Coming soon in pharmacological bodybuilding: DS20060511
Researchers at the Japanese pharmaceutical company Daiichi Sankyo have discovered a potential diabetes drug that can replace insulin, or at least enhance the action of insulin. When we read Daiichi's publication on DS20060511 in Communications Biology, we were almost certain. Sooner or later, this substance will show up in pharmacological bodybuilding.
When muscles are active, they absorb more glucose. In muscle cells, physical activity stimulates glucose transporter GLUT4 to absorp glucose from the bloodstream into the cell. When Daiichi screened more than 100,000 substances for their property to trigger GLUT4, the company stumbled upon DS20060511.
A problem with many diabetes drugs is that while they lower glucose levels and allow the organs to absorb more glucose, they also increase fat tissues. The Japanese hope that a drug that works via GLUT4 would not have this disadvantage.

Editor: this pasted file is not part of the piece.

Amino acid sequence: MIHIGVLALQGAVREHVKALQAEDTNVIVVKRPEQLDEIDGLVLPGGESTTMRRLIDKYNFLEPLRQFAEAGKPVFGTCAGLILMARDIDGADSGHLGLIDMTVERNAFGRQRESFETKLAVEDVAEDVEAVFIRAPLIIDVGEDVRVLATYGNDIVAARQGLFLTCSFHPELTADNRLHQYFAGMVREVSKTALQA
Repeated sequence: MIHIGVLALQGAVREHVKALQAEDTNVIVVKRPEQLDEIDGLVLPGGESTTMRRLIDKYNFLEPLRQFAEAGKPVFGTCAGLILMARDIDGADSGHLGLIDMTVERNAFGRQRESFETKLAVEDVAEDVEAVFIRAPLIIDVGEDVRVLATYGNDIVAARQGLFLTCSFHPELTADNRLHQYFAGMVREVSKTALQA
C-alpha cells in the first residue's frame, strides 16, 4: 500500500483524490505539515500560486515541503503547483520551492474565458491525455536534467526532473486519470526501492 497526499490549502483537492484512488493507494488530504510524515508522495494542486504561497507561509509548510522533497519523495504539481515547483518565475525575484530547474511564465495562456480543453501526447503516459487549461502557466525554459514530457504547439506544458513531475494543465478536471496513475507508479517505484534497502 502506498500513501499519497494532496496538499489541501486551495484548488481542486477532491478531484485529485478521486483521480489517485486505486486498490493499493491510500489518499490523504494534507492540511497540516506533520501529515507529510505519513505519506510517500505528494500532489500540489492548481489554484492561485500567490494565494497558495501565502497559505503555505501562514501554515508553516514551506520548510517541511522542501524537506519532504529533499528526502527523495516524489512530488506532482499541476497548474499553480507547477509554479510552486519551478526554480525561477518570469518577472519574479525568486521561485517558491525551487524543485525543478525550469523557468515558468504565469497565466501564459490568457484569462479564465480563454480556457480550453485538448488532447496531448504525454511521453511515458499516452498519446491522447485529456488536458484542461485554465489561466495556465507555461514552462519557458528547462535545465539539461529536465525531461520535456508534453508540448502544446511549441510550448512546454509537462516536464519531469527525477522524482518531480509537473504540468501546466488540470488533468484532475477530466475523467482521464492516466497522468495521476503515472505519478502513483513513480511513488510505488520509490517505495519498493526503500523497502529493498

And good heavens! DS20060511 allows muscle cells to absorb more glucose, but has no effect on the uptake of glucose by fat cells.
Is orally active
The figures you see below are based on experiments with mice that were given DS20060511 orally, plus a dose of glucose. Compared to a control group, the drug lowers glucose and insulin levels after taking it for a few hours.
If you translate the doses to adult humans, they are approximately between 8-240 milligrams.
Does not improve endurance performance
Administration of DS20060511 failed to increase the mice's endurance capacity. During exercise, the test animals burned more glucose, but less fatty acids.
Nota bene, the researchers did use a high dose. The experiment might have had a different result at a lower dose.
Pumps muscles full of glucose
In an experiment in which the researchers gave their lab animals a traceable glucose analogue [2DG] plus DS20060511, the new drug stimulated the uptake of the glucose analogue by the muscles. This suggests that DS20060511 may well be a body recompositioning drug.
At least if the substance is not toxic. The researchers write between the lines that they assume that this is not the case, but we have not been able to find any toxicological research into DS20060511.
Commun Biol. 2021 Aug 20;4(1):994.
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